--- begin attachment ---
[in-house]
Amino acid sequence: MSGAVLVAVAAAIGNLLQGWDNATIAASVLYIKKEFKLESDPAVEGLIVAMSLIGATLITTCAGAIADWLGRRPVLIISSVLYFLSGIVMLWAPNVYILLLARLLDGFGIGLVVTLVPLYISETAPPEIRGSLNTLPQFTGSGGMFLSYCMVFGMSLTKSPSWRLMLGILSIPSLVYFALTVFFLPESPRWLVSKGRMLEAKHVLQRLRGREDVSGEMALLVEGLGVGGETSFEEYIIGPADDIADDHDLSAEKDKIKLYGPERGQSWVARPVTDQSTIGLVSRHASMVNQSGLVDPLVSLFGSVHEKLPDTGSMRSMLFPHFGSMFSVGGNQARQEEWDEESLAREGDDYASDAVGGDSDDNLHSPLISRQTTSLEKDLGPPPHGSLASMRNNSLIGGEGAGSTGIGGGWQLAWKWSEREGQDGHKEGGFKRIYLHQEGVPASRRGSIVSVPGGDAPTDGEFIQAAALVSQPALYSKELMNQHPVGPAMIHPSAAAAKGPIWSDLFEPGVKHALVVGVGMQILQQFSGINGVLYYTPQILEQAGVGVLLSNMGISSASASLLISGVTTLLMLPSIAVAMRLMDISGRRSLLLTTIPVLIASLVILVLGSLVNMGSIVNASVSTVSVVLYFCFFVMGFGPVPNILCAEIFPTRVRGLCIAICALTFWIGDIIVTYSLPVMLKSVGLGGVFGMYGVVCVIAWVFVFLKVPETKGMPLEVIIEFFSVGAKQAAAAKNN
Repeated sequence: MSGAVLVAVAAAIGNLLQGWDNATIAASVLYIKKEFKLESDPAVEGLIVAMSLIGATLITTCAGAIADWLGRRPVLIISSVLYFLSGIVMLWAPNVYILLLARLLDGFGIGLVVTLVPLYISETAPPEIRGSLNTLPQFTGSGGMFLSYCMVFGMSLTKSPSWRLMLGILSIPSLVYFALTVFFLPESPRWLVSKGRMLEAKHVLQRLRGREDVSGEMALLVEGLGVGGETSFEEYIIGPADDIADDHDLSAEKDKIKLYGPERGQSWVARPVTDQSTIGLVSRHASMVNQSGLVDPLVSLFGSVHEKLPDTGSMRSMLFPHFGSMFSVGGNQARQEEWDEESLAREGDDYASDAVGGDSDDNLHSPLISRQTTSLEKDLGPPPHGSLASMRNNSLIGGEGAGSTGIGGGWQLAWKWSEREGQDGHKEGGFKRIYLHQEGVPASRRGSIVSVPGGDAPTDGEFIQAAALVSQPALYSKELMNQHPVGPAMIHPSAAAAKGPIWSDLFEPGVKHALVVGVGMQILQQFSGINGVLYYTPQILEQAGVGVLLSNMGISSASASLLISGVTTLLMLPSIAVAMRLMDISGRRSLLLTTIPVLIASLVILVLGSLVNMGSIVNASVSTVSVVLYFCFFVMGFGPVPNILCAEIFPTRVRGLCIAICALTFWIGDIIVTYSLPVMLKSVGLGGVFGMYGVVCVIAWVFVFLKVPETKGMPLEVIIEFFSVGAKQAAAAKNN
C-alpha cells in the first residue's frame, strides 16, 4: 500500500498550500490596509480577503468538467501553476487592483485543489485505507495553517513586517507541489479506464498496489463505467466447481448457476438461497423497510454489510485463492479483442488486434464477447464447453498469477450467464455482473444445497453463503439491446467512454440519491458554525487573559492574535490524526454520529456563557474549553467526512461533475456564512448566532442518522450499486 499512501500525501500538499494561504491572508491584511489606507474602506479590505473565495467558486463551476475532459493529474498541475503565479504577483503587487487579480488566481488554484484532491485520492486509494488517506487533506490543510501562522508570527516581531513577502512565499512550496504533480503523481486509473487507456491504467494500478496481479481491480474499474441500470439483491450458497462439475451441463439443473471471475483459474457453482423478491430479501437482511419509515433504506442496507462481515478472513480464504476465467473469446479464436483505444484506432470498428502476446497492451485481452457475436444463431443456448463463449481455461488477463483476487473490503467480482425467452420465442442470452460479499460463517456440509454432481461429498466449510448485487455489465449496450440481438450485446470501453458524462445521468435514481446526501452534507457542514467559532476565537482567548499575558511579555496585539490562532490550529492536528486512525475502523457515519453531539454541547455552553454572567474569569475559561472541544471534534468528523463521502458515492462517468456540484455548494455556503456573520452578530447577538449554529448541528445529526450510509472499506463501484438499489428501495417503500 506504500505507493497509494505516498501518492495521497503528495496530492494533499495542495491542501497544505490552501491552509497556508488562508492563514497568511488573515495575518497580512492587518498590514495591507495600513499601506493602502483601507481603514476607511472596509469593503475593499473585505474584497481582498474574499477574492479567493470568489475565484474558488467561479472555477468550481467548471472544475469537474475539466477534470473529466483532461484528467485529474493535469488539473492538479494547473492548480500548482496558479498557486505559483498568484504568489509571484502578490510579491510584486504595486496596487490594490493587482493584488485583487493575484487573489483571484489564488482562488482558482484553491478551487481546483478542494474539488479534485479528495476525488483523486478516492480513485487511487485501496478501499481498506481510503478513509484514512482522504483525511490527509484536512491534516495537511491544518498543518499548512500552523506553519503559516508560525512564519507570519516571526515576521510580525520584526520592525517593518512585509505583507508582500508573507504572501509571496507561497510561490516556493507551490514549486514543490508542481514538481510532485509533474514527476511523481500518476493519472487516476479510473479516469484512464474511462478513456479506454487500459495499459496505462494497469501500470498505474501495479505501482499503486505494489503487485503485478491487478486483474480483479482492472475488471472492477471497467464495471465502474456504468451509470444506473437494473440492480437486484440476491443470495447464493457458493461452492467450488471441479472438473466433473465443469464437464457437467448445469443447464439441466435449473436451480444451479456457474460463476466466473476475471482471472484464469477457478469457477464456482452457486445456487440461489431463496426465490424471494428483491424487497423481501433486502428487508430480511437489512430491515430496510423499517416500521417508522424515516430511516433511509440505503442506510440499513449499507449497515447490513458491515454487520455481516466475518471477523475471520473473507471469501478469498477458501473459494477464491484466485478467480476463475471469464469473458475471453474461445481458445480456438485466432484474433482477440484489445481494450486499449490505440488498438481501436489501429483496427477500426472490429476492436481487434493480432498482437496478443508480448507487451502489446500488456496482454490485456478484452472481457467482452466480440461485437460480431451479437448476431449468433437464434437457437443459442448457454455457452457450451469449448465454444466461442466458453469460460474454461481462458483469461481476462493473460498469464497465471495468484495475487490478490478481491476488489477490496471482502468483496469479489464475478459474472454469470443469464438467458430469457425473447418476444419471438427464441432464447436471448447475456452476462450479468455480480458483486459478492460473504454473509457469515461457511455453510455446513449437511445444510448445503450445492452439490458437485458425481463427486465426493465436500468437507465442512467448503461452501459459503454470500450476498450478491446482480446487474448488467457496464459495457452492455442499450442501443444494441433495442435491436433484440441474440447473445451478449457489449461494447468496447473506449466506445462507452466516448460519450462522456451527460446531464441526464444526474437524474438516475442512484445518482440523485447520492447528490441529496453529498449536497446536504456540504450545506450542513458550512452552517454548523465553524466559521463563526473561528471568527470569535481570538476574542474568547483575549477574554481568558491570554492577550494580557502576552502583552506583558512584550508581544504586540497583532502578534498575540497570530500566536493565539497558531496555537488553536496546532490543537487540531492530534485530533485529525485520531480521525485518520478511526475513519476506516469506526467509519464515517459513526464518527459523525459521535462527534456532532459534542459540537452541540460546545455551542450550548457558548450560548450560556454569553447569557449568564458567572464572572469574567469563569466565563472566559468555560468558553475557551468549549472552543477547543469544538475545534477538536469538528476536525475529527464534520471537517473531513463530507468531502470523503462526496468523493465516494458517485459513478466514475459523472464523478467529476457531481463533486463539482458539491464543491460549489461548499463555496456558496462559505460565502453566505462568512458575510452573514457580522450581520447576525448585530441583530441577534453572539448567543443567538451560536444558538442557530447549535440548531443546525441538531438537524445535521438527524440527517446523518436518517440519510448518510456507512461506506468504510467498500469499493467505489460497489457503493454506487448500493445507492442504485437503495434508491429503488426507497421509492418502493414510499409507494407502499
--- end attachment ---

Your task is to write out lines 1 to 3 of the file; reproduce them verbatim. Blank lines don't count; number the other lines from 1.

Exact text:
[in-house]
Amino acid sequence: MSGAVLVAVAAAIGNLLQGWDNATIAASVLYIKKEFKLESDPAVEGLIVAMSLIGATLITTCAGAIADWLGRRPVLIISSVLYFLSGIVMLWAPNVYILLLARLLDGFGIGLVVTLVPLYISETAPPEIRGSLNTLPQFTGSGGMFLSYCMVFGMSLTKSPSWRLMLGILSIPSLVYFALTVFFLPESPRWLVSKGRMLEAKHVLQRLRGREDVSGEMALLVEGLGVGGETSFEEYIIGPADDIADDHDLSAEKDKIKLYGPERGQSWVARPVTDQSTIGLVSRHASMVNQSGLVDPLVSLFGSVHEKLPDTGSMRSMLFPHFGSMFSVGGNQARQEEWDEESLAREGDDYASDAVGGDSDDNLHSPLISRQTTSLEKDLGPPPHGSLASMRNNSLIGGEGAGSTGIGGGWQLAWKWSEREGQDGHKEGGFKRIYLHQEGVPASRRGSIVSVPGGDAPTDGEFIQAAALVSQPALYSKELMNQHPVGPAMIHPSAAAAKGPIWSDLFEPGVKHALVVGVGMQILQQFSGINGVLYYTPQILEQAGVGVLLSNMGISSASASLLISGVTTLLMLPSIAVAMRLMDISGRRSLLLTTIPVLIASLVILVLGSLVNMGSIVNASVSTVSVVLYFCFFVMGFGPVPNILCAEIFPTRVRGLCIAICALTFWIGDIIVTYSLPVMLKSVGLGGVFGMYGVVCVIAWVFVFLKVPETKGMPLEVIIEFFSVGAKQAAAAKNN
Repeated sequence: MSGAVLVAVAAAIGNLLQGWDNATIAASVLYIKKEFKLESDPAVEGLIVAMSLIGATLITTCAGAIADWLGRRPVLIISSVLYFLSGIVMLWAPNVYILLLARLLDGFGIGLVVTLVPLYISETAPPEIRGSLNTLPQFTGSGGMFLSYCMVFGMSLTKSPSWRLMLGILSIPSLVYFALTVFFLPESPRWLVSKGRMLEAKHVLQRLRGREDVSGEMALLVEGLGVGGETSFEEYIIGPADDIADDHDLSAEKDKIKLYGPERGQSWVARPVTDQSTIGLVSRHASMVNQSGLVDPLVSLFGSVHEKLPDTGSMRSMLFPHFGSMFSVGGNQARQEEWDEESLAREGDDYASDAVGGDSDDNLHSPLISRQTTSLEKDLGPPPHGSLASMRNNSLIGGEGAGSTGIGGGWQLAWKWSEREGQDGHKEGGFKRIYLHQEGVPASRRGSIVSVPGGDAPTDGEFIQAAALVSQPALYSKELMNQHPVGPAMIHPSAAAAKGPIWSDLFEPGVKHALVVGVGMQILQQFSGINGVLYYTPQILEQAGVGVLLSNMGISSASASLLISGVTTLLMLPSIAVAMRLMDISGRRSLLLTTIPVLIASLVILVLGSLVNMGSIVNASVSTVSVVLYFCFFVMGFGPVPNILCAEIFPTRVRGLCIAICALTFWIGDIIVTYSLPVMLKSVGLGGVFGMYGVVCVIAWVFVFLKVPETKGMPLEVIIEFFSVGAKQAAAAKNN